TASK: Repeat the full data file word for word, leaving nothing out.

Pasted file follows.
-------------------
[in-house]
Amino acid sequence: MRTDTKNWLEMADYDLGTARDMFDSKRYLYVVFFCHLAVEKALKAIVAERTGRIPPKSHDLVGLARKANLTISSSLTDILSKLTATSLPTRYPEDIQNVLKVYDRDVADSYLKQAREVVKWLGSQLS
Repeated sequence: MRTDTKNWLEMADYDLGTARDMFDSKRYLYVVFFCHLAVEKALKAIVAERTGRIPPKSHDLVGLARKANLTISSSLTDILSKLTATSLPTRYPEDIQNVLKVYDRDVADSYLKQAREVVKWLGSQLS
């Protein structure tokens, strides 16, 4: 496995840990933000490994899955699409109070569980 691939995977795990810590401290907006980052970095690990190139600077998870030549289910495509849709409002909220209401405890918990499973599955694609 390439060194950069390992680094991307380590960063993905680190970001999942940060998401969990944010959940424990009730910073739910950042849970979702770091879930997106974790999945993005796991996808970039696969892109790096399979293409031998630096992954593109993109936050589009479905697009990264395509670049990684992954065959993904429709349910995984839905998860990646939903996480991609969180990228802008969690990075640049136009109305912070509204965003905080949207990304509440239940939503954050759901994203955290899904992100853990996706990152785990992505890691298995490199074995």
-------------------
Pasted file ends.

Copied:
[in-house]
Amino acid sequence: MRTDTKNWLEMADYDLGTARDMFDSKRYLYVVFFCHLAVEKALKAIVAERTGRIPPKSHDLVGLARKANLTISSSLTDILSKLTATSLPTRYPEDIQNVLKVYDRDVADSYLKQAREVVKWLGSQLS
Repeated sequence: MRTDTKNWLEMADYDLGTARDMFDSKRYLYVVFFCHLAVEKALKAIVAERTGRIPPKSHDLVGLARKANLTISSSLTDILSKLTATSLPTRYPEDIQNVLKVYDRDVADSYLKQAREVVKWLGSQLS
């Protein structure tokens, strides 16, 4: 496995840990933000490994899955699409109070569980 691939995977795990810590401290907006980052970095690990190139600077998870030549289910495509849709409002909220209401405890918990499973599955694609 390439060194950069390992680094991307380590960063993905680190970001999942940060998401969990944010959940424990009730910073739910950042849970979702770091879930997106974790999945993005796991996808970039696969892109790096399979293409031998630096992954593109993109936050589009479905697009990264395509670049990684992954065959993904429709349910995984839905998860990646939903996480991609969180990228802008969690990075640049136009109305912070509204965003905080949207990304509440239940939503954050759901994203955290899904992100853990996706990152785990992505890691298995490199074995």